Exhibitions are a tool, not the result. Art should open up for a democratic dialog and rethink the ‘ordinary’ exhibition practises. Martha Rosler: “art make difference to a social movement only when it is made in cognizance of those movements.” . Exhibition making can be a model of resistance, a tool and not the result.
4-5 February 2016 SCULPTUREHUB
On Thursday night the 4th of February we went to Copenhagen and had a round-table discussion at NLHspace. As usual we started off with a short presentation of SculptureHUB and summarized our thoughts so far, Josefina shared her experiences as an artist, asking questions and presented statistics to the audience. Sofia then presented thoughts on underrepresentation and different strategies of All-women-shows, followed by statistics of the contemporary art world made by East London Fawcett’s Art Audit. This time we had also added some numbers from the Copenhagen art scene, presenting the numbers at commercial galleries and the big institutions it became clear that there were only around 25-30% female artists regardless of type of venue and that women were especially underrepresented when it came to solo-shows.
As in Helsinki there was only women attending the discussion which shows how framed this subject seem to be. We have also found different attitudes towards the issues depending on the different countries. In Denmark we found that many women have not thought about the questions we presented them with and it seems to be promoted to a higher extent that representation is based on quality and not gender. This lead to an interesting discussion about content versus quotas. We were pleased to hear so many women talking about these issues and also questioning the aims and goals of the project. Interestingly, again, women attending seemed keen on creating networks and some suggested that we should move from exhibition to online platforms and other kind of networking were galleries, institutions and artists could get information about other women in art, and by that strategy find ways to expose women in the galleries and exhibition venues. The group had a rewarding discussion about ‘Open-calls’ and solo-shows, would it be beneficial to have ‘Open-call’ or what is the most democratic way of curating these kind of exhibitions? It seemed like quality rather than quantity was an important matter and therefore focusing on a few women exhibiting solo over a period of time rather than showing a lot of women at once would be more beneficial to prove our point and give these women a push forward in their careers. As we continued talking these topics made us think about value, what are the three aspects of value: venue, money and the token man seemed to be agreed upon as defining value. For a successful project we therefore have to think about those aspects when we plan and organize the exhibition in order to give the project and artists credibility but at the same time not giving up on our aims and goals. We are very pleased to have heard so many ideas and thoughts, we were glad to hear so many views on our project and not just the issue as such, how people seem to be interested in the final goals and aims of the project and not just focusing on women in art.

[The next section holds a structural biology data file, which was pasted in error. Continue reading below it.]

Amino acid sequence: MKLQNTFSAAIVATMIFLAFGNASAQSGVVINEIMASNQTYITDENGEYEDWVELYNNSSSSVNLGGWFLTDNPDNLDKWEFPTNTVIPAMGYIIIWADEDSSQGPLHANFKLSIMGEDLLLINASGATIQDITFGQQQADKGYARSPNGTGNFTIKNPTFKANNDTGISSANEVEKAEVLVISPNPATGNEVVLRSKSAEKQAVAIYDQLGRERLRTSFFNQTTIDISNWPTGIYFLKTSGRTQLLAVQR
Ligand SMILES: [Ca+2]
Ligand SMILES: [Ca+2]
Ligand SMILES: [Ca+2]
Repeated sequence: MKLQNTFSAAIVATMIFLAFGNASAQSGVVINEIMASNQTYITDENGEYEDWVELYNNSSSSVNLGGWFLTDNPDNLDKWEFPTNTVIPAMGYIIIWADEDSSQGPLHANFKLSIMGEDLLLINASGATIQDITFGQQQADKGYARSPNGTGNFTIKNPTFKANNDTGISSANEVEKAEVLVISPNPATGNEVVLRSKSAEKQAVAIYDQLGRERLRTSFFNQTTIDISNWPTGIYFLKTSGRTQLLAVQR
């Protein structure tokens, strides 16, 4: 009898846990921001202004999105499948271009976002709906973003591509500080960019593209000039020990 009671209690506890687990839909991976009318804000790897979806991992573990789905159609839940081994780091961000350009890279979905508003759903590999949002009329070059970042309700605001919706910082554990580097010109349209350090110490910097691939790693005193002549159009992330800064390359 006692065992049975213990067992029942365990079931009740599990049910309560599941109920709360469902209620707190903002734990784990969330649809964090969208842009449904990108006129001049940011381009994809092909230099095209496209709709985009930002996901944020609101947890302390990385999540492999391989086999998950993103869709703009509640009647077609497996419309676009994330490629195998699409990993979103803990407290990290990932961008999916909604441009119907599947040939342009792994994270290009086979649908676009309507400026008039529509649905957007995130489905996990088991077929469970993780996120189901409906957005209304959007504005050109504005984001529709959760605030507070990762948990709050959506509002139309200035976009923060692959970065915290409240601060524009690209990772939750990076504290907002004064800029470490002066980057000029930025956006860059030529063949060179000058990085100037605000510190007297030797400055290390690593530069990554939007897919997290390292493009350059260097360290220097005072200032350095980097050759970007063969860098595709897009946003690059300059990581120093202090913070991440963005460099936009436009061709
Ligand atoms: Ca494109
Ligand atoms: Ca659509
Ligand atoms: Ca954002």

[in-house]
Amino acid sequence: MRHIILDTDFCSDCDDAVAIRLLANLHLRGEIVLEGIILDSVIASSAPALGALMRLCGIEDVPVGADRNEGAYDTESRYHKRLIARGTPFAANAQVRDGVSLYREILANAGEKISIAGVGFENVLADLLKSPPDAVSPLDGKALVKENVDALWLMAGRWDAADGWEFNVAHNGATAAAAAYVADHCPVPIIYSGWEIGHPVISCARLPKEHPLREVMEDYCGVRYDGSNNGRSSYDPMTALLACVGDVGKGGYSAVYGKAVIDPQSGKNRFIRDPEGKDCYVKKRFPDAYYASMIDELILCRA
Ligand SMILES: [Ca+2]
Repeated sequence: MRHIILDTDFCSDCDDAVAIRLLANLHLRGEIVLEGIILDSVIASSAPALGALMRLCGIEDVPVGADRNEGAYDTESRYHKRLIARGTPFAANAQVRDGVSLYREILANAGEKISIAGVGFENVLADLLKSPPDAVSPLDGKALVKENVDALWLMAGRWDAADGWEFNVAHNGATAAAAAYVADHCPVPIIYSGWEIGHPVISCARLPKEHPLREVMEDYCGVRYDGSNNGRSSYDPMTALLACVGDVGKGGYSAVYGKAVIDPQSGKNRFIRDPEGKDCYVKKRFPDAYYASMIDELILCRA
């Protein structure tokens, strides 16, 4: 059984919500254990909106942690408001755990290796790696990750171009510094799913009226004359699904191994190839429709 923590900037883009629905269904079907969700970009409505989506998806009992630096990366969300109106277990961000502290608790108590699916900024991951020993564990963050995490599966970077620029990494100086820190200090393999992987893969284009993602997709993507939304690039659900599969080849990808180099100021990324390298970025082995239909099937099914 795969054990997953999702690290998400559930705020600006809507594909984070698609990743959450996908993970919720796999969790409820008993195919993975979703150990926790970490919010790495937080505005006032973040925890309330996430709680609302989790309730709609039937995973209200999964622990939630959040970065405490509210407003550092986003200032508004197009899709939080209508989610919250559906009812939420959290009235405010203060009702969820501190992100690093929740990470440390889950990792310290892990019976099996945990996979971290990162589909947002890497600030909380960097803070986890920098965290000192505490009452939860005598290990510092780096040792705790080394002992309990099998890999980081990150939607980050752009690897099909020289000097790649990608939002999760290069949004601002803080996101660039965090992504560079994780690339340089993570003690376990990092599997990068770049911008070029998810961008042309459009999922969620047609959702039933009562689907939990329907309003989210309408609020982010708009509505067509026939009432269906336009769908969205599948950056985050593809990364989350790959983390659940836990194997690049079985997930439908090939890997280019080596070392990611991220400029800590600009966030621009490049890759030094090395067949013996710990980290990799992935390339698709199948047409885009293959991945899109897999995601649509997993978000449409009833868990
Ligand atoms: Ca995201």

The following day we had meetings with female artists from Copenhagen, we were very grateful so many wanted to show their portfolios and their work with us. We are especially happy to hear that so many people and artists seemed to appreciate the idea of Josefina and I travelling around, since that gives both them and us an opportunity to get seen which would not have been possible if the trip had not been done. We would like to thank all participants, Miriam and Mette at NLHspace for hosting us.